Last year on Labor Day weekend, I regaled you with tales of horrible bosses, just to make you glad you had Monday off.

It was so much fun, I can't resist revisiting the topic this year.

Once again, I am pulling these stories of worker woe from the AFL-CIO's community affiliate, Working America, which recently released the results of its annual "Bad Boss" contest. If you'd like to read the entries yourself, visit

This year's "People's Choice" grand-prize winner is "Thunderstruck" from Illinois, who worked for a private ambulance company. He writes about riding in a dilapidated ambulance, sometimes paired with ex-cons or an employee who was known for divulging intimate details of her personal life. He also faced a scary incident involving a choking infant that was made worse by a co-worker's lack of training — all too common among people hired by his boss.

Eventually, "Thunderstruck" was fired by his boss' sister, he wrote, because "he was too cowardly to face me. She told me it was because of an incident that took place months prior when I was dispatching."

Yikes! And I thought I had some bad bosses in my past.

I also was amazed by this year's "Most Outrageous Story" winner. Joan from Kansas wrote that she was an office manager and was asked to organize a company outing.

"I felt an evening at a major-league baseball game would be ideal for everyone," Joan wrote. "I set the date for about two months out, getting a reduction on tickets for a group, getting a set amount of cash to give each employee so they could purchase snacks, organized carpooling, handing out tickets, etc.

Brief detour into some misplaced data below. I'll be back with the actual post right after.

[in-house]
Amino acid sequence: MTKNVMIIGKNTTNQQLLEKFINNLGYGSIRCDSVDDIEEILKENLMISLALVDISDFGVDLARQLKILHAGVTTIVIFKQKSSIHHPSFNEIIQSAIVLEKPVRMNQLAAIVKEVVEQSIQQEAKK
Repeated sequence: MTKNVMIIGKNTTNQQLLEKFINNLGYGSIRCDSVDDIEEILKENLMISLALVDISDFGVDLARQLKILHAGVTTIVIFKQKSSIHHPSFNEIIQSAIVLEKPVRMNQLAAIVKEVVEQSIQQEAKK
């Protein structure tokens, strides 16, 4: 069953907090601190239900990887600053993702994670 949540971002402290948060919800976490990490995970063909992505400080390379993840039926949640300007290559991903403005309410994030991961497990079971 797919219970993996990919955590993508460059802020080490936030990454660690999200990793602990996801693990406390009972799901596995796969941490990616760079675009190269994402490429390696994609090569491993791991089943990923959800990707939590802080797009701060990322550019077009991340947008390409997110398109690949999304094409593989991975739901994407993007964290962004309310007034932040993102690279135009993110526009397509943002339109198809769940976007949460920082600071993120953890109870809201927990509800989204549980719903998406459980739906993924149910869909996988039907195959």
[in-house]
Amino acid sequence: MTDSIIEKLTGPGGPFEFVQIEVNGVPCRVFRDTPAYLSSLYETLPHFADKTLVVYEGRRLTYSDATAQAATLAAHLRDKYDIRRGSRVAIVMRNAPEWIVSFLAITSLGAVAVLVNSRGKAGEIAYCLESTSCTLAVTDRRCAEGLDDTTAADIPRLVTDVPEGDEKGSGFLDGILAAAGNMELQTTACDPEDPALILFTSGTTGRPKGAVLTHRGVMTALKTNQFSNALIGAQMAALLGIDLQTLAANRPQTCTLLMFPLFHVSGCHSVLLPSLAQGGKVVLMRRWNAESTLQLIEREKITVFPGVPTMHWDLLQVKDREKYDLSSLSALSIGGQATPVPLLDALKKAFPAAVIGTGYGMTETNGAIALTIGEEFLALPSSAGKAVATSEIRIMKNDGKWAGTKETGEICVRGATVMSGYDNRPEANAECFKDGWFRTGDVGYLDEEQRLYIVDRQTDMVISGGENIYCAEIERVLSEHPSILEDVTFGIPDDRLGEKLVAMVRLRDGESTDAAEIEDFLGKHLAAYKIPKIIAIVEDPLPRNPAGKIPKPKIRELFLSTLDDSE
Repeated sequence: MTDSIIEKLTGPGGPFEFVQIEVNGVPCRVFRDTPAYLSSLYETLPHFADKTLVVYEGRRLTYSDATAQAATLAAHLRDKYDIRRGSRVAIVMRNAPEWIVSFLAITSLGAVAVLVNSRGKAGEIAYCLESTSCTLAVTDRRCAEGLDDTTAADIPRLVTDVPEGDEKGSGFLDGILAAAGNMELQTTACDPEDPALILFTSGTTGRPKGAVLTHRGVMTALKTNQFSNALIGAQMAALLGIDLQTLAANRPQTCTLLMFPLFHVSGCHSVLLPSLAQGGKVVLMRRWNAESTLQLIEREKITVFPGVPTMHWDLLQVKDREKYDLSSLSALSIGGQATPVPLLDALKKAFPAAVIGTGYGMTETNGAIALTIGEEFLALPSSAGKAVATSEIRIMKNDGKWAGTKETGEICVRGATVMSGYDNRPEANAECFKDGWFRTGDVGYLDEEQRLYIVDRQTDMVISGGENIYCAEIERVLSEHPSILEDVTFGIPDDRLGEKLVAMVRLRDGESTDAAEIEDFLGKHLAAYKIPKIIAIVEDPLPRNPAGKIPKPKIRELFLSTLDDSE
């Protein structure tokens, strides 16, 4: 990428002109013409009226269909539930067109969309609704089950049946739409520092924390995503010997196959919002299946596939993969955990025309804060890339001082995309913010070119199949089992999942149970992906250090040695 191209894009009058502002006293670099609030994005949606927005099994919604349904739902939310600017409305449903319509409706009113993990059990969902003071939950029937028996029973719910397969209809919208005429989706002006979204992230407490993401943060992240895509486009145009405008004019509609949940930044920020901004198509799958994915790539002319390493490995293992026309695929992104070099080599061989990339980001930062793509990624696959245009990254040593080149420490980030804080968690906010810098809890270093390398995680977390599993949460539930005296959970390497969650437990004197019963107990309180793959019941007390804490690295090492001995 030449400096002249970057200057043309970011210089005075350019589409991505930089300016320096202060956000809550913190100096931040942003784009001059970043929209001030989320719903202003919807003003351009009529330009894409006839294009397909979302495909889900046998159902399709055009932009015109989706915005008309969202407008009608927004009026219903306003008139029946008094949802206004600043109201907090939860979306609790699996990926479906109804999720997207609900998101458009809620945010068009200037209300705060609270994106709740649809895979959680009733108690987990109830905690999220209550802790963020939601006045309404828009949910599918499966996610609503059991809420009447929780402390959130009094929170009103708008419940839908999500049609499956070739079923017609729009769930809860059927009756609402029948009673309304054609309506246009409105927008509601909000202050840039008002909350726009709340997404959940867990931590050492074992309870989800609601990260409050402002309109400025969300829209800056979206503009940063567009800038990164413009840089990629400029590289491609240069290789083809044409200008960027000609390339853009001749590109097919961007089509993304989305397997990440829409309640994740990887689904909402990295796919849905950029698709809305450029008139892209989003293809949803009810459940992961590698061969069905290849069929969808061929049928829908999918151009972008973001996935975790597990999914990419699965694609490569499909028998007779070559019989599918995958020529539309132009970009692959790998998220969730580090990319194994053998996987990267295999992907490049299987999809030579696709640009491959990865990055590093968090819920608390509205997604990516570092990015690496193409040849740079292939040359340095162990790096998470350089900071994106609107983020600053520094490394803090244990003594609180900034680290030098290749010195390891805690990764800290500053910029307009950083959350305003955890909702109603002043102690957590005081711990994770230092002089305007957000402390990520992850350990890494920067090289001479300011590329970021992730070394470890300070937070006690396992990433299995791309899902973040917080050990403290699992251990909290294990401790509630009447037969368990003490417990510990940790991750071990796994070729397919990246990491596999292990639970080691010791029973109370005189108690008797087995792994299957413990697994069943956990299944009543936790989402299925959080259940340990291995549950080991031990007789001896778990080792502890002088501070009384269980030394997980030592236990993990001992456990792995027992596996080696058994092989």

"The date arrived, and it rained! My boss informed me that I had picked that particular date because I knew it would rain! My title changed from manager to assistant manager, and I was given a small reduction in pay. A few months later, he asked if I would like to organize a picnic. I told him no. He then informed the board that I refused to organize an employee picnic!"

Now that is classic! Where do they find these people?

Another finalist in the contest worked as a property-tax assessor and gave an interview to a local newspaper about the fairness of the area's tax structure. His boss told the assessor that the article was unflattering to the boss and suggested that the assessor should not have told the truth.

"After firing me, he ordered a media smear campaign that ruined my professional career," the assessor wrote. "Under mounting taxpayer pressure, he finally had to resign. A jury and an appeals court later determined he had knowingly violated my First Amendment rights. That was nearly eight years later, and I had no chance of returning to my profession."

I don't think anyone should be fired for talking to a newspaper reporter. In fact, I think people should be given a promotion and raise for doing so! Then again, perhaps I'm biased.

Another finalist in the contest got in trouble with his boss for missing work to take his ailing wife to the emergency room.

And then there was the employee whose boss fired him by way of an answering-machine message left for the employee while he was on vacation.

Nice, eh?

I hope this either makes you feel better about your own situation or at least helps you realize that others out there feel your pain.

If you do have a "bad boss" story you'd like to share, drop me a line, and I'll pass it on in a future column.

If you have a financial question, I'd like to hear that, too. Send it to [email protected], or to the Deseret News, P.O. Box 1257, Salt Lake City, UT 84110.

E-mail: [email protected]